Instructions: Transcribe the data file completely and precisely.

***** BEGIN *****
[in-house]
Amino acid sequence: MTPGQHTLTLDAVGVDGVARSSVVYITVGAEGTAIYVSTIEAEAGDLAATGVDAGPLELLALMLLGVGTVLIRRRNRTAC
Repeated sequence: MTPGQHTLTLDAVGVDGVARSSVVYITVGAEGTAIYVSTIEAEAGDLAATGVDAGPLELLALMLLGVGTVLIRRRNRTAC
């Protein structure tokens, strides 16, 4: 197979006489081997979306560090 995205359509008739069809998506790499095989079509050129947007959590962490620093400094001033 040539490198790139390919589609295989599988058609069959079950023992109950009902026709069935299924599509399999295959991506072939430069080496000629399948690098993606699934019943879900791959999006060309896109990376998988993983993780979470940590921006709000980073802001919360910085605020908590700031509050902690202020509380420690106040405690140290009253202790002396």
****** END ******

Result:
[in-house]
Amino acid sequence: MTPGQHTLTLDAVGVDGVARSSVVYITVGAEGTAIYVSTIEAEAGDLAATGVDAGPLELLALMLLGVGTVLIRRRNRTAC
Repeated sequence: MTPGQHTLTLDAVGVDGVARSSVVYITVGAEGTAIYVSTIEAEAGDLAATGVDAGPLELLALMLLGVGTVLIRRRNRTAC
């Protein structure tokens, strides 16, 4: 197979006489081997979306560090 995205359509008739069809998506790499095989079509050129947007959590962490620093400094001033 040539490198790139390919589609295989599988058609069959079950023992109950009902026709069935299924599509399999295959991506072939430069080496000629399948690098993606699934019943879900791959999006060309896109990376998988993983993780979470940590921006709000980073802001919360910085605020908590700031509050902690202020509380420690106040405690140290009253202790002396």